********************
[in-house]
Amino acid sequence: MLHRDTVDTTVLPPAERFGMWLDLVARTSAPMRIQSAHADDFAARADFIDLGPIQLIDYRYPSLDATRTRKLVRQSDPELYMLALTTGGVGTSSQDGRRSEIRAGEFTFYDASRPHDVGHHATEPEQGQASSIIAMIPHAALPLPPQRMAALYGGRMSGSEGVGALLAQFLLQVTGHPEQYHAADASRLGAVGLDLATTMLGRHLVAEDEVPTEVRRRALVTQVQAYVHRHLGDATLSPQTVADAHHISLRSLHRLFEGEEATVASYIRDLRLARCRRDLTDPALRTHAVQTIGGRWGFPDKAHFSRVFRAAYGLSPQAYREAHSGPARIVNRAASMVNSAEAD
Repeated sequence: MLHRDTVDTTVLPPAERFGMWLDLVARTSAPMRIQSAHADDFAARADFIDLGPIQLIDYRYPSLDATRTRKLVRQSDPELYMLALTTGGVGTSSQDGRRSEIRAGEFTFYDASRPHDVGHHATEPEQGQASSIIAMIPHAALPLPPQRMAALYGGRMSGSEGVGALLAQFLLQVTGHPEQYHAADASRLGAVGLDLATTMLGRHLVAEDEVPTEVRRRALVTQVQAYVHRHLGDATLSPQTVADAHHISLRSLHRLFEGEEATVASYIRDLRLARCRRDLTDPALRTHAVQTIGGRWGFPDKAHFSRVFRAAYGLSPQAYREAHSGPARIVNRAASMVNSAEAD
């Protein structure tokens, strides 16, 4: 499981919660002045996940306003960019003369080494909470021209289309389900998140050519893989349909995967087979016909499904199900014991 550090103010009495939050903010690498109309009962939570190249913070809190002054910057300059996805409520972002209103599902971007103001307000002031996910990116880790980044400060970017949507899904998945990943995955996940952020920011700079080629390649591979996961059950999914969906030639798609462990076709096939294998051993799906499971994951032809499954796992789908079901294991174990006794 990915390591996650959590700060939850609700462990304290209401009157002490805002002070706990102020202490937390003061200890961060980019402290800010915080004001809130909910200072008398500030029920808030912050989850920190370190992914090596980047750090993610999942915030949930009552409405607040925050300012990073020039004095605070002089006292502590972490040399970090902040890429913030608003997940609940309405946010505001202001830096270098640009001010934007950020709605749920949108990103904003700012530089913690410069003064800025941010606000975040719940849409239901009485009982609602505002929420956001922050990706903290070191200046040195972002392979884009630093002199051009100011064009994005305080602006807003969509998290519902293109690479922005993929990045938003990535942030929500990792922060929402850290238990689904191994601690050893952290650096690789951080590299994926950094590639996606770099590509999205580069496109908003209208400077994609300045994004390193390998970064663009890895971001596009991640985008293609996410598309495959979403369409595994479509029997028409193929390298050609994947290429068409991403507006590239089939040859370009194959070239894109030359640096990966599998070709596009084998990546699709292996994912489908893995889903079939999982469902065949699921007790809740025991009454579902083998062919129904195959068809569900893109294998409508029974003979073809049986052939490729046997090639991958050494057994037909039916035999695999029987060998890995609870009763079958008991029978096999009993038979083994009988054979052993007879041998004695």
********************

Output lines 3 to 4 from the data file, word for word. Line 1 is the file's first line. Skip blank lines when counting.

Repeated sequence: MLHRDTVDTTVLPPAERFGMWLDLVARTSAPMRIQSAHADDFAARADFIDLGPIQLIDYRYPSLDATRTRKLVRQSDPELYMLALTTGGVGTSSQDGRRSEIRAGEFTFYDASRPHDVGHHATEPEQGQASSIIAMIPHAALPLPPQRMAALYGGRMSGSEGVGALLAQFLLQVTGHPEQYHAADASRLGAVGLDLATTMLGRHLVAEDEVPTEVRRRALVTQVQAYVHRHLGDATLSPQTVADAHHISLRSLHRLFEGEEATVASYIRDLRLARCRRDLTDPALRTHAVQTIGGRWGFPDKAHFSRVFRAAYGLSPQAYREAHSGPARIVNRAASMVNSAEAD
């Protein structure tokens, strides 16, 4: 499981919660002045996940306003960019003369080494909470021209289309389900998140050519893989349909995967087979016909499904199900014991 550090103010009495939050903010690498109309009962939570190249913070809190002054910057300059996805409520972002209103599902971007103001307000002031996910990116880790980044400060970017949507899904998945990943995955996940952020920011700079080629390649591979996961059950999914969906030639798609462990076709096939294998051993799906499971994951032809499954796992789908079901294991174990006794 990915390591996650959590700060939850609700462990304290209401009157002490805002002070706990102020202490937390003061200890961060980019402290800010915080004001809130909910200072008398500030029920808030912050989850920190370190992914090596980047750090993610999942915030949930009552409405607040925050300012990073020039004095605070002089006292502590972490040399970090902040890429913030608003997940609940309405946010505001202001830096270098640009001010934007950020709605749920949108990103904003700012530089913690410069003064800025941010606000975040719940849409239901009485009982609602505002929420956001922050990706903290070191200046040195972002392979884009630093002199051009100011064009994005305080602006807003969509998290519902293109690479922005993929990045938003990535942030929500990792922060929402850290238990689904191994601690050893952290650096690789951080590299994926950094590639996606770099590509999205580069496109908003209208400077994609300045994004390193390998970064663009890895971001596009991640985008293609996410598309495959979403369409595994479509029997028409193929390298050609994947290429068409991403507006590239089939040859370009194959070239894109030359640096990966599998070709596009084998990546699709292996994912489908893995889903079939999982469902065949699921007790809740025991009454579902083998062919129904195959068809569900893109294998409508029974003979073809049986052939490729046997090639991958050494057994037909039916035999695999029987060998890995609870009763079958008991029978096999009993038979083994009988054979052993007879041998004695």